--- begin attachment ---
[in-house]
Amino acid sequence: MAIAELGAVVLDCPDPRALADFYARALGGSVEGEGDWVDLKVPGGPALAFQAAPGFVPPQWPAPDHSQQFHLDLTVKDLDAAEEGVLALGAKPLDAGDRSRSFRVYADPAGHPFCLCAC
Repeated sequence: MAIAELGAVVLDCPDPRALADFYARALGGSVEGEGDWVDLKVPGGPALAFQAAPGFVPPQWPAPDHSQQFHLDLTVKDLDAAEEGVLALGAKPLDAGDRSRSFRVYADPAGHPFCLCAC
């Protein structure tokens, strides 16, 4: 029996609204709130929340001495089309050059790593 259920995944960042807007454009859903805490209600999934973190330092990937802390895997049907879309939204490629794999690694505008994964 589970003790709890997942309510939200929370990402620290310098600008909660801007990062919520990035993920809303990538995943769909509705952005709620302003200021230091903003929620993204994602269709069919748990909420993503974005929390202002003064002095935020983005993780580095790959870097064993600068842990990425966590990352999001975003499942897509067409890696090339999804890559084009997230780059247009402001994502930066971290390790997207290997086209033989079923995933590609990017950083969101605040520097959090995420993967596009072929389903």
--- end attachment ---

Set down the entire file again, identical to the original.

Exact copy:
[in-house]
Amino acid sequence: MAIAELGAVVLDCPDPRALADFYARALGGSVEGEGDWVDLKVPGGPALAFQAAPGFVPPQWPAPDHSQQFHLDLTVKDLDAAEEGVLALGAKPLDAGDRSRSFRVYADPAGHPFCLCAC
Repeated sequence: MAIAELGAVVLDCPDPRALADFYARALGGSVEGEGDWVDLKVPGGPALAFQAAPGFVPPQWPAPDHSQQFHLDLTVKDLDAAEEGVLALGAKPLDAGDRSRSFRVYADPAGHPFCLCAC
């Protein structure tokens, strides 16, 4: 029996609204709130929340001495089309050059790593 259920995944960042807007454009859903805490209600999934973190330092990937802390895997049907879309939204490629794999690694505008994964 589970003790709890997942309510939200929370990402620290310098600008909660801007990062919520990035993920809303990538995943769909509705952005709620302003200021230091903003929620993204994602269709069919748990909420993503974005929390202002003064002095935020983005993780580095790959870097064993600068842990990425966590990352999001975003499942897509067409890696090339999804890559084009997230780059247009402001994502930066971290390790997207290997086209033989079923995933590609990017950083969101605040520097959090995420993967596009072929389903």